A recently appointed seven-member commission tasked with tweaking the Lafayette City-Parish Charter will hold its first meeting at 1:30 p.m. today. Newly elected council chair Jay Castille (District 2) made appointing a commission his first order of business after being chosen for the post.
The commission — Castille and fellow council members Keith Patin (District 8) and Kenneth Bourdreaux (District 4); City-Parish President Joey Durel, Cajundome Director Greg Davis, plus two members of the commission that drafter the original charter — will look into, among other things, changing the wording in the charter to allow the council more time to redraw district boundaries after census figures are released. The charter requires redistricting six months before a council election, and census numbers aren't expected until March of 2011 — six months before the October elections, which would give the council virtually no time to redraw the districts. Castille also wants the charter to allow for more members on the Planning Commission — currently a five-member panel — and he wants Durel’s job title to be changed to Mayor-President.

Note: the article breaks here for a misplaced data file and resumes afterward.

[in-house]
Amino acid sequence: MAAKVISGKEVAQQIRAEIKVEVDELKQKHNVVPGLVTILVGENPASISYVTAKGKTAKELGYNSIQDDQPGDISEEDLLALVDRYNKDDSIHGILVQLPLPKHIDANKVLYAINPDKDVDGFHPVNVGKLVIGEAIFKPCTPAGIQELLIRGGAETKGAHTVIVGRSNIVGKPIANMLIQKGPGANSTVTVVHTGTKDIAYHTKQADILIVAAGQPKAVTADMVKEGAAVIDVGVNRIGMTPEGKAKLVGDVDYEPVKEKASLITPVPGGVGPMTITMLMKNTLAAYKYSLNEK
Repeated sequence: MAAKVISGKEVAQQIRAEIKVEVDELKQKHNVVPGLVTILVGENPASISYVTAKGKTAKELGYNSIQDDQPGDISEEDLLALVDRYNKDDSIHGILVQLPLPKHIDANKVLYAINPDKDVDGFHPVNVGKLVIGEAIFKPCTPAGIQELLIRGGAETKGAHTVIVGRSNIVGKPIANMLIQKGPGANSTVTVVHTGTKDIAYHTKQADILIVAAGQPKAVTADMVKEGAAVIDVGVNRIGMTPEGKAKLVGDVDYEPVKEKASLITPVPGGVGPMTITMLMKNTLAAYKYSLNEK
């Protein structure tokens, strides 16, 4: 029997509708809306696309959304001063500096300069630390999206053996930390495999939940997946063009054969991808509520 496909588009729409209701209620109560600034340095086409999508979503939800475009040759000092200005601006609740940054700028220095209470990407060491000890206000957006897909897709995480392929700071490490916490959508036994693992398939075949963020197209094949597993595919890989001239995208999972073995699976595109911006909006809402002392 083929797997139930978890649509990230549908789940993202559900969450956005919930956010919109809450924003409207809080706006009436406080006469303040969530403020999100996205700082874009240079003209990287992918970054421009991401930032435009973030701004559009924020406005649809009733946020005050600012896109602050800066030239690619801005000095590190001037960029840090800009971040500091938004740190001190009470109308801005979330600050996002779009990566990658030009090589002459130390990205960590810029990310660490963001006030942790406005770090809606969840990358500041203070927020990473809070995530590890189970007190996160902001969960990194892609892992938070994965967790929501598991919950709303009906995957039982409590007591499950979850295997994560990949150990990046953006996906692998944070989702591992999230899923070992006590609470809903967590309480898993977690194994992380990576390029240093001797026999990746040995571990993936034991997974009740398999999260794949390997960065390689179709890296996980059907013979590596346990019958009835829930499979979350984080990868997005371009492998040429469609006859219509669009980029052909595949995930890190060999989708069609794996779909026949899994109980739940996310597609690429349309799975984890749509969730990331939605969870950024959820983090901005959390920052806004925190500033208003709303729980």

The thorniest issue facing the commission is a revision to language governing how matters pertaining to Lafayette Utilities System are decided. LUS is a city-owned entity. Currently, ordinances like the LUS rate hike, which was approved as an introductory ordinance last week, are voted on by the Lafayette Public Utilities Authority — the five council members who districts are majority city — as well as the full council. If the LPUA votes down an ordinance, a vote by the full council is unnecessary.
But what happens if the LPUA approves an ordinance and the full council votes it down? The charter is vague on a mechanism to address such a parliamentary impasse. Durel told The Advocate he wants to change the charter to reflect the LPUA’s role as the sole governing authority for LUS. But here’s the rub: Even the four non-LPUA members of the council represent some city of Lafayette residents, and if they are prohibited from voting on LUS ordinances, those city residents — LUS stakeholders — have no voice in issues related to LUS, including rate hikes. Is this tantamount to taxation without representation?
The City-Parish Charter was adopted in 1996 when the city and parish consolidated. To read a pdf version of the charter, click here. Today’s meeting is informational only; no decisions about changes to the charter are expected. The meeting will be held in the council auditorium and is open to the public.
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